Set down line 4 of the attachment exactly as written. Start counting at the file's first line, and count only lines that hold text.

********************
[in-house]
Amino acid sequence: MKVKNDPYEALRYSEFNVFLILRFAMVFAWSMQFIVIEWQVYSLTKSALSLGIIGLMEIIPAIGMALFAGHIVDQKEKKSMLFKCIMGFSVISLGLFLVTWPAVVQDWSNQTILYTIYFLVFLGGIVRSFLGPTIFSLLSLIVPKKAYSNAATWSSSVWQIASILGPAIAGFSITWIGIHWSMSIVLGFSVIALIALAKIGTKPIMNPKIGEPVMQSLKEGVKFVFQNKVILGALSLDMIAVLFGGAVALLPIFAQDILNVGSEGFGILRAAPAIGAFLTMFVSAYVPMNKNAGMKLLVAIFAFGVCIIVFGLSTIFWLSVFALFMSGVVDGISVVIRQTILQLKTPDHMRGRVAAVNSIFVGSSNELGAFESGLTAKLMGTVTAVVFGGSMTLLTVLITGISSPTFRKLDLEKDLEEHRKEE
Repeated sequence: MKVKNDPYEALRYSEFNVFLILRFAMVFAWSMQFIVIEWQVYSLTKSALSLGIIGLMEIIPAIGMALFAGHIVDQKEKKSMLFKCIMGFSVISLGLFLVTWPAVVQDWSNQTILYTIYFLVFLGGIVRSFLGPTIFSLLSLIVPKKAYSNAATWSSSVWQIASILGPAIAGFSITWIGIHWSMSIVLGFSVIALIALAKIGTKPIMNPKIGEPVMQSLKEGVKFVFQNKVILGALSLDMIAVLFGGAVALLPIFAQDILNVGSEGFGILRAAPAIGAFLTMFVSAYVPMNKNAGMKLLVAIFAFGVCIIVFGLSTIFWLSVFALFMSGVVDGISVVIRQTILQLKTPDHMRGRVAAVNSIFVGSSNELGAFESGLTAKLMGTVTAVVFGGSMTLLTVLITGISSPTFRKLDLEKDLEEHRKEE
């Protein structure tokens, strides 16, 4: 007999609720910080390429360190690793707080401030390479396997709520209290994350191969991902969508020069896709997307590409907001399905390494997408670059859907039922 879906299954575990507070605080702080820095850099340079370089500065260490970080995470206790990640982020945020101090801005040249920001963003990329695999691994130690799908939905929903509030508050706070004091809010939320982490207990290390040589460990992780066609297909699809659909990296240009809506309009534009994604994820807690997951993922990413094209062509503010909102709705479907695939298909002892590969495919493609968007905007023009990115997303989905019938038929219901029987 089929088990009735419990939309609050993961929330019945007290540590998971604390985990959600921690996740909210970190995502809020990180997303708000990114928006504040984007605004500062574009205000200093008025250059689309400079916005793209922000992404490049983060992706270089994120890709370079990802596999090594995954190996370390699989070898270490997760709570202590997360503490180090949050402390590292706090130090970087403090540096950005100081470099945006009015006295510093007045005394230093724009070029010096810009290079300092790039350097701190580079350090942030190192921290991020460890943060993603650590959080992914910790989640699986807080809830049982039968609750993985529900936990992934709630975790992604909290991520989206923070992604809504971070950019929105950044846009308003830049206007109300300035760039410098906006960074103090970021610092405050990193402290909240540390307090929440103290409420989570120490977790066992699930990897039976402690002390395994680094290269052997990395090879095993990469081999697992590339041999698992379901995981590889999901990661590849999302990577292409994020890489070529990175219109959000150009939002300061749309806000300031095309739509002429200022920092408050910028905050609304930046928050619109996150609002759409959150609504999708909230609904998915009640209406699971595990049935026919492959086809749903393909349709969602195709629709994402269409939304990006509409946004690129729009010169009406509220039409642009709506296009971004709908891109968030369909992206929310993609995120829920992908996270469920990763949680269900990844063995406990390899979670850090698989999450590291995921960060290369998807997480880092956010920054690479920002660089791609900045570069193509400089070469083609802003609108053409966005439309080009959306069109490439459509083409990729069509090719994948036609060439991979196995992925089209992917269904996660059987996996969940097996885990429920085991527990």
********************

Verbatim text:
């Protein structure tokens, strides 16, 4: 007999609720910080390429360190690793707080401030390479396997709520209290994350191969991902969508020069896709997307590409907001399905390494997408670059859907039922 879906299954575990507070605080702080820095850099340079370089500065260490970080995470206790990640982020945020101090801005040249920001963003990329695999691994130690799908939905929903509030508050706070004091809010939320982490207990290390040589460990992780066609297909699809659909990296240009809506309009534009994604994820807690997951993922990413094209062509503010909102709705479907695939298909002892590969495919493609968007905007023009990115997303989905019938038929219901029987 089929088990009735419990939309609050993961929330019945007290540590998971604390985990959600921690996740909210970190995502809020990180997303708000990114928006504040984007605004500062574009205000200093008025250059689309400079916005793209922000992404490049983060992706270089994120890709370079990802596999090594995954190996370390699989070898270490997760709570202590997360503490180090949050402390590292706090130090970087403090540096950005100081470099945006009015006295510093007045005394230093724009070029010096810009290079300092790039350097701190580079350090942030190192921290991020460890943060993603650590959080992914910790989640699986807080809830049982039968609750993985529900936990992934709630975790992604909290991520989206923070992604809504971070950019929105950044846009308003830049206007109300300035760039410098906006960074103090970021610092405050990193402290909240540390307090929440103290409420989570120490977790066992699930990897039976402690002390395994680094290269052997990395090879095993990469081999697992590339041999698992379901995981590889999901990661590849999302990577292409994020890489070529990175219109959000150009939002300061749309806000300031095309739509002429200022920092408050910028905050609304930046928050619109996150609002759409959150609504999708909230609904998915009640209406699971595990049935026919492959086809749903393909349709969602195709629709994402269409939304990006509409946004690129729009010169009406509220039409642009709506296009971004709908891109968030369909992206929310993609995120829920992908996270469920990763949680269900990844063995406990390899979670850090698989999450590291995921960060290369998807997480880092956010920054690479920002660089791609900045570069193509400089070469083609802003609108053409966005439309080009959306069109490439459509083409990729069509090719994948036609060439991979196995992925089209992917269904996660059987996996969940097996885990429920085991527990």